Comparing Prices

We often ride the #9 bus in Chisinau, which stops near the Peace Corps office. It costs 2 lei, or 10 cents.

A bus ride in New York City costs $2.75. In Philadelphia, it’s 2.25. Nationally, the average fare tops $2.

The minibuses, or rutieras, are usually full. Sometimes they are really full.

Here in Moldova, the bus fare in the capital city, Chisinau, is 10 cents. A minibus ride to Chisinau from our home town of Ialoveni is 20 cents. Champa and I can stuff our two backpacks with groceries for less than $20. It costs us two dollars for a bottle of local wine or, if we’re feeling thrifty, 75 cents to refill a bottle at the wine store.

It’s much cheaper to live here than in the United States, so long as we avoid products imported from outside the region. A pair of Nike running shoes costs about the same as back home. A pair of Levi’s costs more. So does an iPhone.

According to one popular website, consumer prices in Moldova are 62 percent lower than in the United States. Restaurant prices are 70 percent lower. The two of us are lucky to have some restaurants in our town — many volunteers don’t — and we have yet to spend ten dollars for the two of us, drinks and dessert included. Restaurants are somewhat pricier in Chisinau but still a bargain. Rents are also much lower; here in Ialoveni, as Champa and I discovered recently, apartments start at just over $100 per month.

The produce aisle at Victoria Market in Ialoveni

Best of all are the local fruits and vegetables, which are fresh, delicious and cheap. A few days ago I bought a bag of apples from a street vendor for 75 cents — enough to make a big pie. Pears are in season, too. A few weeks ago, we had peaches, cherries, raspberries and strawberries. The local vegetables now include cauliflowers, eggplants, onions, potatoes and our current favorite, beets. Champa has begun making beet salads with buckwheat, carrots, tomatoes and cucumbers, sprinkled with olive oil and balsamic vinegar.

Yes, you can buy those, too, although they’re imported and expensive by local standards. An imported jar of Barilla pasta sauce costs about $2, nearly twice the price of a larger jar of local tomato sauce. Some familiar brands — Snickers, Coca Cola, Colgate, Tide, Gilette — are produced regionally and sold everywhere. Peanut butter, on the other hand, is a delicacy. I bought my first and only jar a few weeks ago at an auction to raise money for an anti-trafficking campaign: $7 for a jar of Jif. Hey, it was for a good cause.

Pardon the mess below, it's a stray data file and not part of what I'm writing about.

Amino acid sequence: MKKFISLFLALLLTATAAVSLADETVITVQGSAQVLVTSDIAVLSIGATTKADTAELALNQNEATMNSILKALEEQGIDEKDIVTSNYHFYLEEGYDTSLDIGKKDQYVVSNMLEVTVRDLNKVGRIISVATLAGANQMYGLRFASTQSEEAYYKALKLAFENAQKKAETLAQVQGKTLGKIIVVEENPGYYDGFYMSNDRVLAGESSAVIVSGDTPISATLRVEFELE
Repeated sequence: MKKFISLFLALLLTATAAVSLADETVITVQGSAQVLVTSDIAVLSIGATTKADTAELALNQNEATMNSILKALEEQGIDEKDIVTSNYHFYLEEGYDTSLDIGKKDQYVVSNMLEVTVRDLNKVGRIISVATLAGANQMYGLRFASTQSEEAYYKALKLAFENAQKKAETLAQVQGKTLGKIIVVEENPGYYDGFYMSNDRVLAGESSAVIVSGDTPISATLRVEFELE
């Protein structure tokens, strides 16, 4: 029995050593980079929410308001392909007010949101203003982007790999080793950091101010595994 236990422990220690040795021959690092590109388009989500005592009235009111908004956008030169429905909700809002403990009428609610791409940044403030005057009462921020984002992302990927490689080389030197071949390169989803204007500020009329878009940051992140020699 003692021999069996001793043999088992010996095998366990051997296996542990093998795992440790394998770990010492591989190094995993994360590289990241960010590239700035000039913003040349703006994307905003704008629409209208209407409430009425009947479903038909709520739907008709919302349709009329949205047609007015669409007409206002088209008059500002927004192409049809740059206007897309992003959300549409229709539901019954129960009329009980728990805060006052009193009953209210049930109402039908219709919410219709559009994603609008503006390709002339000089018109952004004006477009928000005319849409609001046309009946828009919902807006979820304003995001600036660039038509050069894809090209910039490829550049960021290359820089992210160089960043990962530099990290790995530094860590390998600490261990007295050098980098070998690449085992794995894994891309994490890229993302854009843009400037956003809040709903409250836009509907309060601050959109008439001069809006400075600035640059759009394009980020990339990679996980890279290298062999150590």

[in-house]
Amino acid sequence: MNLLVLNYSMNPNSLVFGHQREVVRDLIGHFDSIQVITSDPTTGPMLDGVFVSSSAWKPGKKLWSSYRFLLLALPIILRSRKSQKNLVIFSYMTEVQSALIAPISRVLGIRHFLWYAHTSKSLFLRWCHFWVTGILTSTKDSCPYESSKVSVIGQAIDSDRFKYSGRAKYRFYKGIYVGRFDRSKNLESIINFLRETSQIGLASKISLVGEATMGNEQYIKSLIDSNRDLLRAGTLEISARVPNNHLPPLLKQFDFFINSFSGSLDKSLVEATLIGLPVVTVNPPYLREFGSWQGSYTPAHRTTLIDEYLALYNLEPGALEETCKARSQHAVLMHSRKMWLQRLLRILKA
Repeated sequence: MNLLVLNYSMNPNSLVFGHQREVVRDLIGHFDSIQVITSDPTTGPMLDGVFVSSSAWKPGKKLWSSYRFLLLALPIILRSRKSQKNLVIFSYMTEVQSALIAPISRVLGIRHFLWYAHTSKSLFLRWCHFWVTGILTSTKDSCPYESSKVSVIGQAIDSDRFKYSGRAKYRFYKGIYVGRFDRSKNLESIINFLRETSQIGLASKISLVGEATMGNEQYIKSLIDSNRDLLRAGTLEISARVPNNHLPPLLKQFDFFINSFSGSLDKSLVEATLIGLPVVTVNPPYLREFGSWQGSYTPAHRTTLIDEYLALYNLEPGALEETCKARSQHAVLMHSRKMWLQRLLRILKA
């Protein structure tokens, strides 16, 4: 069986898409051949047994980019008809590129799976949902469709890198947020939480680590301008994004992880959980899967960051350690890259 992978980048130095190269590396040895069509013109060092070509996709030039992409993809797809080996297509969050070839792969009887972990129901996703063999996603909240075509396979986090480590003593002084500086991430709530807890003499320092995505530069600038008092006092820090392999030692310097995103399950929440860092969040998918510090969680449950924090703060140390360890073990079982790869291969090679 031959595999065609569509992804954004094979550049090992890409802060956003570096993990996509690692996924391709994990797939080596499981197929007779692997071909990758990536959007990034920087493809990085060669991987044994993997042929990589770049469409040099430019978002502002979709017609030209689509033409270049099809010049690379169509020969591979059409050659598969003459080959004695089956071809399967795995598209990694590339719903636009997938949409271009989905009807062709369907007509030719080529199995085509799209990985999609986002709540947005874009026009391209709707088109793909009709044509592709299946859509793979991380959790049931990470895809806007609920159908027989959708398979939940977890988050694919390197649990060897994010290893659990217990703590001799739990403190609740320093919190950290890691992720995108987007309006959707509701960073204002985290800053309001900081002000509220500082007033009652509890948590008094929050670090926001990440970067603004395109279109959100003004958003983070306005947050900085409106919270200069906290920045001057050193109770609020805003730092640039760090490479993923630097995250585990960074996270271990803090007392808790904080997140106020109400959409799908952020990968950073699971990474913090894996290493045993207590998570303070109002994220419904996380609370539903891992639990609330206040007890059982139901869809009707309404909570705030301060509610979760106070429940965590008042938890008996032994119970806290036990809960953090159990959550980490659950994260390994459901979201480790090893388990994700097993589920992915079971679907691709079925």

The piața, or traditional shopping plaza, in Ialoveni

Occasional splurges like this are within our budget as Peace Corps volunteers. Before we came to Moldova, Champa and I had never gone to the opera. A few weeks ago, we bought orchestra seats for a wonderful performance of La Traviata in Chisinau’s national theater. They cost us $10 each. Dinner at the outdoor restaurant next door was $13. Transportation home was a dollar. img_0323I’ve never been to the Met in New York but I’m guessing it costs slightly more.

Sounds great, right? Well, yes, by American standards. But not for Moldovans, whose average monthly after-tax disposable salary is $214.52, nearly 93 percent lower than ours, according to the same website. I can’t vouch for the accuracy of its data, which appear to be based on only 107 Moldovan respondents, but they’re in the same ballpark as statistics from the World Bank and other sources. When your monthly paycheck is so small, these “low” prices appear much larger.

As Peace Corps volunteers, our monthly income is much closer to the Moldovan side of the scale. We receive enough to pay for our rent, food, transportation and miscellaneous expenses, and Peace Corps sets aside some money for a one-time “readjustment allowance” that we’ll receive after our service.

Our paychecks are far less than we spent every month back home on basic living expenses, not to mention on college tuitions and other major outlays. Yet they’ve been enough for us to live comfortably, albeit not luxuriously. So far, they’ve been just enough.

You can buy laptops, smart phones and other electronics in Moldova, but don’t expect to find many bargains.

If we were still living in Durham, we’d have utility and cell phone bills, medical insurance premiums, car insurance, grocery bills and everything else. Here in Moldova, my only recurring monthly bills are for a New York Times online subscription and iCloud storage to back up our laptops. We hope to leave our retirement savings untouched and, if we’re lucky, for them to grow a bit while we’re gone, although they could move in the other direction, too. Whatever. This isn’t why we joined the Peace Corps and we don’t spend a lot of time thinking about it.

For now, I’m focused on the trip we’re planning to take from Ialoveni to Chisinau this weekend. As usual, we’ll ride the overcrowded local buses, for which we’ll need 60 cents each, roundtrip. I think we’ve got it covered.

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